The Republican plan has never been a secret: in the broadest sense, the party is guided by a vision of government revenue reduction through imprudent tax reliefs, and then uses the resulting deficits to demand radical cuts to the Social security programs such as Medicare and Social Security.
Donald Trump, however, told the nation that he had no use for the usual GOP game. As a candidate, the Republican said he liked the idea that the rich pay more in taxes, not less, and promised never to cut Medicaid, Medicare or Social Security. In fact, in his campaign start speech, Trump said he would not make cuts in popular programs, and he bragged about the promise through Twitter during and during and ] for again.
Experts quickly labeled Trump as "populist" and members of the working class at the base of the Republican Party fainted.
Keep this in mind when you read the report from the Washington Post Speaker of the House of Representatives Paul Ryan (R-Wis.) Plans what his party will do after approving massive tax cuts for the rich.
House Speaker Paul D. Ryan (R-Wis.) Said on Wednesday that Republicans in Congress will aim for a year to reduce spending on federal health care and anti-poverty programs, citing the need to reduce the United States deficit.
"We will have to go back next year to the rights reform, which is how to deal with the debt and the deficit," Ryan said during an appearance on Ross Kaminsky's radio show. "… Frankly, the rights of medical assistance are the main drivers of our debt, so we spend more time on health care rights, because that is where the problem really lies, fiscally speaking."
Ryan said he believes he has begun to convince President Trump in his private conversations about the need to control Medicare, the federal health program that primarily insures the elderly.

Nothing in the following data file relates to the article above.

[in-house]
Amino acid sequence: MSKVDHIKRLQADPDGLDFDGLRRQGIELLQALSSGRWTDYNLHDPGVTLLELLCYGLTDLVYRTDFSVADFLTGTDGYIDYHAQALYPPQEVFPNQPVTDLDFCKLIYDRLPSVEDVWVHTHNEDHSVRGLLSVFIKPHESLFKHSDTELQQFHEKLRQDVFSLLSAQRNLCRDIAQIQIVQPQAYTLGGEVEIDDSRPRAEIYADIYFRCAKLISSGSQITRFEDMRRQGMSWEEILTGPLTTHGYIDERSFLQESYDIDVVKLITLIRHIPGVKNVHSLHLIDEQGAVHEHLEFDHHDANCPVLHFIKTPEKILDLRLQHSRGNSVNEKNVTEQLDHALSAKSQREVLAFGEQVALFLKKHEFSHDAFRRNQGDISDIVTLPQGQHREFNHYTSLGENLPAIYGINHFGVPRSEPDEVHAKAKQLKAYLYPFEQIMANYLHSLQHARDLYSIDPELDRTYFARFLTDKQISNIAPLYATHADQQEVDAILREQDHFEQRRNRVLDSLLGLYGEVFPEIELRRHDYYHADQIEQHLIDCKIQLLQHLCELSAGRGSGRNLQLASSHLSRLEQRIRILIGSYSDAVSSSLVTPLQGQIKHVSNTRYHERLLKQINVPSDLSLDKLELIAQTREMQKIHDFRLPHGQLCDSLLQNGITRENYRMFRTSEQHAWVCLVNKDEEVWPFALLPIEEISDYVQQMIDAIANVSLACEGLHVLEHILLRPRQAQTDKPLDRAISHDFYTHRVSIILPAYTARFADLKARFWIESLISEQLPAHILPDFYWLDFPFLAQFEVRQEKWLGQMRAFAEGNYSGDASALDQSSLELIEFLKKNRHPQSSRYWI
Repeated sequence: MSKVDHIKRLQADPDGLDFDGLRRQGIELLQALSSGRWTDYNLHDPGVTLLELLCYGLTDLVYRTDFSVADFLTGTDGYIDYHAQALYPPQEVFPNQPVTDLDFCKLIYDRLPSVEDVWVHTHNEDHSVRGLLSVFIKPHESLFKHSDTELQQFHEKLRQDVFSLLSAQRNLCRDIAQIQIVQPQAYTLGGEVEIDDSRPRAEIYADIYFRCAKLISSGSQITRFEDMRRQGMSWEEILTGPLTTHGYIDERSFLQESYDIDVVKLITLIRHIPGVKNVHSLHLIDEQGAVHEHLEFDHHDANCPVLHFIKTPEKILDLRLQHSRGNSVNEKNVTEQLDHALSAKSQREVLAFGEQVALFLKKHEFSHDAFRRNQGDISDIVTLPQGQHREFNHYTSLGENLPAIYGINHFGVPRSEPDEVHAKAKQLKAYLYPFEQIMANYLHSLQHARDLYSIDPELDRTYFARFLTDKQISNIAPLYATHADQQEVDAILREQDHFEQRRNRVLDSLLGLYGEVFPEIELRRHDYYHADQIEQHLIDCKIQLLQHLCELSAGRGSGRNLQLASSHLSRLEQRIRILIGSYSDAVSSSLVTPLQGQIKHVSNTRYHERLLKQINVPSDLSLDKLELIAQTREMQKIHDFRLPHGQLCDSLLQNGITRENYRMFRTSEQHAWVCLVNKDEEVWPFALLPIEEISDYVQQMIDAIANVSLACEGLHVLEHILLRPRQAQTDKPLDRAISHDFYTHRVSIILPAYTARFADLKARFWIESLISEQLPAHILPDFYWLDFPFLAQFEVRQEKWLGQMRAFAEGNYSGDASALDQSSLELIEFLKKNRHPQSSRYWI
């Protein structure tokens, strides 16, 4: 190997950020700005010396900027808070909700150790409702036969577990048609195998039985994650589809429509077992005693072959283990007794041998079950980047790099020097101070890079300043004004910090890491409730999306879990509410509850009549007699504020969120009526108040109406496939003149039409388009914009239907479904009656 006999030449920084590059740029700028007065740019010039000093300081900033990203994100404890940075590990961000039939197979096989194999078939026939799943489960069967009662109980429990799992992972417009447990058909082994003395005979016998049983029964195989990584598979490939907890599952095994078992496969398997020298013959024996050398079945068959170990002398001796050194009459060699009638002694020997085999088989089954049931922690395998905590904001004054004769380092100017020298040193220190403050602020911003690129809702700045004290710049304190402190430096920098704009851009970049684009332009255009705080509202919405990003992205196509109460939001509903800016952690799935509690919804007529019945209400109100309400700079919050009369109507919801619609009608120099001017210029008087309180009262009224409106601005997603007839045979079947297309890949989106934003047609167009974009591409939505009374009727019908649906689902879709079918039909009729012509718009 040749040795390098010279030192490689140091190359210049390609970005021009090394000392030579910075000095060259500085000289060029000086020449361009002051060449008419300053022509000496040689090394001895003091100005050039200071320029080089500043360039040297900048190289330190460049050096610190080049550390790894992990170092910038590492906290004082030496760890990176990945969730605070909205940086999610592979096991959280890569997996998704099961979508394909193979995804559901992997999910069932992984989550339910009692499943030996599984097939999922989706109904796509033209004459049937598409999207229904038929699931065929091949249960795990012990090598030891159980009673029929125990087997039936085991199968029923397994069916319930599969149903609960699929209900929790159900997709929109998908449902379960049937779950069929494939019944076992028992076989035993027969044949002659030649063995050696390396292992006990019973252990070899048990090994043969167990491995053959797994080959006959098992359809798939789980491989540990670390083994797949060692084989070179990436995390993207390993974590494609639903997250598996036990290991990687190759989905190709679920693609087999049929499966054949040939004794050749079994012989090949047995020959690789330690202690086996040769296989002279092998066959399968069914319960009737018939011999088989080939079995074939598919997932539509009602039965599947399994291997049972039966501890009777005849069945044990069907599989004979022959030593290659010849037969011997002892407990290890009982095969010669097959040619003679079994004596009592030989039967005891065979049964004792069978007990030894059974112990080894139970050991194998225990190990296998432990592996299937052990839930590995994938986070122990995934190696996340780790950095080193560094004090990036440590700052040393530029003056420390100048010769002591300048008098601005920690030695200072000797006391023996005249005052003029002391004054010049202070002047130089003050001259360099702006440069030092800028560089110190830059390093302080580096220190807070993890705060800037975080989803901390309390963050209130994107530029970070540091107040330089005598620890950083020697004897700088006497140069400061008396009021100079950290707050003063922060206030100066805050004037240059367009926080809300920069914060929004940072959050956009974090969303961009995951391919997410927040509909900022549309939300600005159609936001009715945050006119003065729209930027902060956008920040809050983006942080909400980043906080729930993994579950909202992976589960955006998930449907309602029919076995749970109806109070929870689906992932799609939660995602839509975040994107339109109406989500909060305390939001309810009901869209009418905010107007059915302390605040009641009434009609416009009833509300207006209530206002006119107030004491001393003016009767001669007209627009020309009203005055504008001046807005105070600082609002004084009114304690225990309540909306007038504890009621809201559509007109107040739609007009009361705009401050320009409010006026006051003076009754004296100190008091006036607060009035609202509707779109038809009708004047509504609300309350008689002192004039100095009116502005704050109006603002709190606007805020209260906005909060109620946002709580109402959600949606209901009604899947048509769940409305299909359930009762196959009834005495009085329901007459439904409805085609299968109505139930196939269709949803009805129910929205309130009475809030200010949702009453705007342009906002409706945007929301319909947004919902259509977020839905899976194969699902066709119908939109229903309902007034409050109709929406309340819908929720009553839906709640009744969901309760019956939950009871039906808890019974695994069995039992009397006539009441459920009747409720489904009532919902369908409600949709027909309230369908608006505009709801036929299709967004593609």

There's a lot in this, but let's focus on just two angles. The first is to recognize the audacity of Paul Ryan's shameless scam.
The Speaker of the House apparently expects Americans to believe it is important to "address the debt and the deficit," even though Ryan voted for George W. Bush's tax cuts from both George W Bush's wars Bush in the Middle East, Medicare Part D and the Wall Street bailout, none of which the Republicans even tried to pay.
More to the point, if the Wisconsin congressman had even the slightest interest in balancing the budget, he would not be advocating a fiscal plan that adds $ 1 trillion to the deficit in the next decade. It's a bit like listening to an arsonist ask for money to rebuild the house he just burned down: the person responsible for creating the problem should not complain about how anxious he is to get others to fix the problem.
But the other part of this is Trump's intentions. It is quite probable that he will be president today because he promised the nation that, in spite of the orthodoxy of his party, he would not cut the central pillars of the social security state.
Trump has already expressed his desire to ignore part of that commitment, to embrace the Republican Party health plan, which included brutal Medicaid cuts. The president's budget also included cuts in Social Security, although they focused on disability insurance, not retiree benefits. (Trump's extreme right-wing budget director, Mick Mulvaney, told an incredible story in September that he boasted of tricking the president into ignoring his campaign promise)
And now Paul Ryan wants Trump to accept cuts of Medicare, and the speaker believes that he has "started to convince" the president to accept the plan. Given Trump's willingness to ignore so many of his other commitments, and the ease with which the president points to the interests of those he swore to protect, Ryan is likely right about the effectiveness of his tone.
Postscript : The Speaker of the House is not alone in this. Sen. Marco Rubio (R-Fla.) Spoke with a group of business leaders last week and complained that "the structure of Social Security and Medicare" is "the engine of our debt."
Of course, if Rubio were genuinely concerned about the debt, he would not only have voted for the regressive and costly fiscal plan of his party.